A CASE FOR THE EVERY-DOWN BACK
LAST SEASON ONLY TWO RUNNERS—MAURICE JONES-DREW and Michael Turner—reached 300 carries, the fewest backs to do so by far since 1993 and five fewer than in 2010. While the number has trended down over the past dozen years, the dramatic drop-off of bell-cow runners in '11 had much to do with an unusually high injury rate among backs, most likely the result of inadequate off-season conditioning programs because of the lockout. With everyone enjoying a regular conditioning program this year, look for a spike in the number of 300-carry runners, since players such as Baltimore's Ray Rice, Philadelphia's LeSean McCoy, Houston's Arian Foster, Seattle's Marshawn Lynch, Tennessee's Chris Johnson, Cleveland's Trent Richardson, Dallas's DeMarco Murray, St. Louis's Steven Jackson and Tampa Bay's Doug Martin are all in position to join Jones-Drew and Turner in the 300 club.
DOUBLE TIGHT ENDS ARE THE NEW TREND
IN THE ULTIMATE COPYCAT LEAGUE, WHEN SOMETHING works well for one team, other teams are sure to follow. Such was the case with the West Coast offense, the Tampa Two defense, the Wildcat formation and even, for a time, barefoot kickers. Now it's the era of having two pass-catching tight ends, and the fantasy implications run deep.
Some teams regularly lined up with two tight ends in previous eras (Kellen Winslow and Pete Holohan of the 1980s Chargers), but what's different today is the catch-and-run ability of bigger, stronger, faster athletic specimens such as New England's Rob Gronkowski (6' 6", 265 pounds) and Aaron Hernandez (6' 1", 245), the prototypical pair of the new age. Many teams are trying to duplicate the success that the Pats duo enjoyed last year (combined 169 catches, 2,237 receiving yards, 24 touchdowns), but only a few have the personnel to pull it off. The Broncos (Joel Dreessen and Jacob Tamme), Lions (Brandon Pettigrew and Tony Scheffler), Ravens (Ed Dickson and Dennis Pitta) and Vikings (Kyle Rudolph and John Carlson) all help make the tight end pool that much deeper.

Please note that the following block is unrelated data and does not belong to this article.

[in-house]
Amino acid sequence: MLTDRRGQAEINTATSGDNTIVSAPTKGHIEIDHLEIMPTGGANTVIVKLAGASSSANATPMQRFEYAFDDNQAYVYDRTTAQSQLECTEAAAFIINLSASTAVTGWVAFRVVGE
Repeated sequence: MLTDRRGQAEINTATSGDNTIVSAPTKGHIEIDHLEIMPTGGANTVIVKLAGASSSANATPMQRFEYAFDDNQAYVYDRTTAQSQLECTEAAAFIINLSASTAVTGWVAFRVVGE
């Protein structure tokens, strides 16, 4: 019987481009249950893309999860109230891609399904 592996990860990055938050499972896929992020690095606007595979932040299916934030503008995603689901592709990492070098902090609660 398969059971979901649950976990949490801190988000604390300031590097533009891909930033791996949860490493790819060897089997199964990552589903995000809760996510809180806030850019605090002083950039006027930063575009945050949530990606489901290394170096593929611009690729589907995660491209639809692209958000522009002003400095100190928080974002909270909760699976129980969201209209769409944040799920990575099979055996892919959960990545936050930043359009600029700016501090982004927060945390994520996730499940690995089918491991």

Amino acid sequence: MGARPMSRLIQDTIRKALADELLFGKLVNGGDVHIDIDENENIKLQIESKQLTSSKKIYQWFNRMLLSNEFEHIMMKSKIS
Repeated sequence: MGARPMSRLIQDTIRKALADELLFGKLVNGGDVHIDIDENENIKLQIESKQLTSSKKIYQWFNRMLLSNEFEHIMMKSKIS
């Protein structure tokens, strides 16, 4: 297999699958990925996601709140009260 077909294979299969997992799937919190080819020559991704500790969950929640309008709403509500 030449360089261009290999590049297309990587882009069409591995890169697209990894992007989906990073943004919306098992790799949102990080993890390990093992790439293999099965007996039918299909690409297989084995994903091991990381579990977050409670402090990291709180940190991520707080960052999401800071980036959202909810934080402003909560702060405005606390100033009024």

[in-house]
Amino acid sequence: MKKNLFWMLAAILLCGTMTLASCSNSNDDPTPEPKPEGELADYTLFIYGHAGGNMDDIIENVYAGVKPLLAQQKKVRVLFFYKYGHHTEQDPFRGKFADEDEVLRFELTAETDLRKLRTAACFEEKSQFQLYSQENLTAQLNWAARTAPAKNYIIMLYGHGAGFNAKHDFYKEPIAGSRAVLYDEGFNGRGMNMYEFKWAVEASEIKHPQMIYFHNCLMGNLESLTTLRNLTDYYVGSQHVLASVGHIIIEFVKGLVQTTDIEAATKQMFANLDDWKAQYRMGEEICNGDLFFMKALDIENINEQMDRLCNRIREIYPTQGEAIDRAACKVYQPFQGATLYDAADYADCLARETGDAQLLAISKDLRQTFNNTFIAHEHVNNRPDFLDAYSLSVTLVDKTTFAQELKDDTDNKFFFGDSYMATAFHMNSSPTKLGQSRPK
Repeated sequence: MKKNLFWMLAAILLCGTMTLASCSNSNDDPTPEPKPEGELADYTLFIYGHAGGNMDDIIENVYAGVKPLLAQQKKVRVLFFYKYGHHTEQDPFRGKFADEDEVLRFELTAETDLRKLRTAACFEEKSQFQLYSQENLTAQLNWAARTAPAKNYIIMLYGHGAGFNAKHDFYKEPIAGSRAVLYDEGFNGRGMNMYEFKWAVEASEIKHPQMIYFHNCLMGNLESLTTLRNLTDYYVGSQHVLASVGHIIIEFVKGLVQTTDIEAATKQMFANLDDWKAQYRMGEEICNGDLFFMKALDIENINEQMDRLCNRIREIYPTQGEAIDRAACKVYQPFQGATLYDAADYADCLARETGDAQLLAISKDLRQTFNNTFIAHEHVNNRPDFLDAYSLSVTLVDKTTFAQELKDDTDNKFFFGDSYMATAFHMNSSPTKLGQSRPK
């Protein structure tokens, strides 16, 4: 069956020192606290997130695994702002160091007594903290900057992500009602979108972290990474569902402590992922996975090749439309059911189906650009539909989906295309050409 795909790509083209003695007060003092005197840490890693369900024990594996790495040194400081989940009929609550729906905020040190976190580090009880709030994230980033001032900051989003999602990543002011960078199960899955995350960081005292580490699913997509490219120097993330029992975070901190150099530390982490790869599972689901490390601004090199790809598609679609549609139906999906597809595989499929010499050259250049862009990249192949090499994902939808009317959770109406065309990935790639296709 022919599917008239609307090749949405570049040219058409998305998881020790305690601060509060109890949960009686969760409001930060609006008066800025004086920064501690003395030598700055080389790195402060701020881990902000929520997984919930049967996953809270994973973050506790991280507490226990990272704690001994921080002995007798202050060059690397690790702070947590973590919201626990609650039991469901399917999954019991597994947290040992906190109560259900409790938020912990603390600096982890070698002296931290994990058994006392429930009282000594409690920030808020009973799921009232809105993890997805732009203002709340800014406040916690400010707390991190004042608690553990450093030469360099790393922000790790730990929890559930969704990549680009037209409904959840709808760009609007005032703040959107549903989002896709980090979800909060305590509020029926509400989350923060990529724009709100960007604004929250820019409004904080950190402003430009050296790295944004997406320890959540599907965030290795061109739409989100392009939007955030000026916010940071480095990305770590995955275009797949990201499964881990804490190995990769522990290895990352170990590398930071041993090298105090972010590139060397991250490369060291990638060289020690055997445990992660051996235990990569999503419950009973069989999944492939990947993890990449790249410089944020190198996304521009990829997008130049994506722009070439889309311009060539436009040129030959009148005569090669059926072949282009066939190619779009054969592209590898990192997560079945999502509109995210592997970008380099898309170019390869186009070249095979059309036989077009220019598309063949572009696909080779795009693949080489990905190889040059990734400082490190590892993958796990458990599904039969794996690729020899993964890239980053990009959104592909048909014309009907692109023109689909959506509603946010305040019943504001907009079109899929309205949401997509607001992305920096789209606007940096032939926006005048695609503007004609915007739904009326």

Two tight ends, Graham and Gronkowski, will be gone by the end of the second round, but because of the new emphasis on the position, there's a glut of solid options, creating a situation in which fantasy owners can hold off on drafting a tight end until the middle to late rounds.
THE WORLD AFTER MEGATRON
EVERYONE KNOWS THAT DETROIT'S CALVIN JOHNSON should be the No. 1 receiver on the draft board, Madden Curse and all, but who goes No. 2? A case can be made for a dozen or so candidates, but all come with risk. Giants salsa sensation Victor Cruz became the most dangerous member of the Super Bowl champs, but he's had no other pro or major college success that would make a fantasy owner feel comfortable that Cruz can repeat his year. Panther Steve Smith played as if reborn in his first season with Newton, but he's a 33-year-old receiver in a run-first offense. And fantasy owners would love to have Aaron Rodgers's favorite receiver on their rosters; if only determining that receiver—Greg Jennings or Jordy Nelson?—were so easy (hint: Jennings).